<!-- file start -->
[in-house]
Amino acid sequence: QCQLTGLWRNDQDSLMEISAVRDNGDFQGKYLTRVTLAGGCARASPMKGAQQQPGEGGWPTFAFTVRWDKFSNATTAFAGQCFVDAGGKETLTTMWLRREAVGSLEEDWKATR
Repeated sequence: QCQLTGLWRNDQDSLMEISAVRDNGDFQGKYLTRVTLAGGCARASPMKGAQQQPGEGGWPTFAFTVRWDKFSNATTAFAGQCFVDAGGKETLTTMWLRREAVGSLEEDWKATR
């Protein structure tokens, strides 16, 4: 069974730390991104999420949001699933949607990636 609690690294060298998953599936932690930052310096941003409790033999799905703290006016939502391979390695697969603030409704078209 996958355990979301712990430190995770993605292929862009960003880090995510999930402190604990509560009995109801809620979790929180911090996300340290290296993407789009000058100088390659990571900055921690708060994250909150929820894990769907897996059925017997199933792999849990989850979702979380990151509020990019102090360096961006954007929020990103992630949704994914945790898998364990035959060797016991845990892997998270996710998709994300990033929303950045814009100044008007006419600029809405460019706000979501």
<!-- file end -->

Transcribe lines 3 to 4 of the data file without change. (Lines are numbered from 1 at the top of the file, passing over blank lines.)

Repeated sequence: QCQLTGLWRNDQDSLMEISAVRDNGDFQGKYLTRVTLAGGCARASPMKGAQQQPGEGGWPTFAFTVRWDKFSNATTAFAGQCFVDAGGKETLTTMWLRREAVGSLEEDWKATR
């Protein structure tokens, strides 16, 4: 069974730390991104999420949001699933949607990636 609690690294060298998953599936932690930052310096941003409790033999799905703290006016939502391979390695697969603030409704078209 996958355990979301712990430190995770993605292929862009960003880090995510999930402190604990509560009995109801809620979790929180911090996300340290290296993407789009000058100088390659990571900055921690708060994250909150929820894990769907897996059925017997199933792999849990989850979702979380990151509020990019102090360096961006954007929020990103992630949704994914945790898998364990035959060797016991845990892997998270996710998709994300990033929303950045814009100044008007006419600029809405460019706000979501």